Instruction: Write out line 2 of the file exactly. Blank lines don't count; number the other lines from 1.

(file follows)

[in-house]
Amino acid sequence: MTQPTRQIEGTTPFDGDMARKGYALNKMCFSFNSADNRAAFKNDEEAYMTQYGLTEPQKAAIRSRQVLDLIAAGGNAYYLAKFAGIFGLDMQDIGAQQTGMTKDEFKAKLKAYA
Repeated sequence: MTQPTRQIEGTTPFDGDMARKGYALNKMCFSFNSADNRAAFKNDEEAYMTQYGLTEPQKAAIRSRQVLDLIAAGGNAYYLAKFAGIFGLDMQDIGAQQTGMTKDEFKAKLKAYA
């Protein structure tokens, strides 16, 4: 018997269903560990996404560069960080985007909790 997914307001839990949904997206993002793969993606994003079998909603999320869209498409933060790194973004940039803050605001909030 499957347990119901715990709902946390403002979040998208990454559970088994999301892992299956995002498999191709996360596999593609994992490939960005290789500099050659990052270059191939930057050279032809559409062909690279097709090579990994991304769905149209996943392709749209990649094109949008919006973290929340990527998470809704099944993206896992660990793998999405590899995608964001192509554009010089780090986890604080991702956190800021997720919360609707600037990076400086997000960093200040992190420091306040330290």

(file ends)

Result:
Amino acid sequence: MTQPTRQIEGTTPFDGDMARKGYALNKMCFSFNSADNRAAFKNDEEAYMTQYGLTEPQKAAIRSRQVLDLIAAGGNAYYLAKFAGIFGLDMQDIGAQQTGMTKDEFKAKLKAYA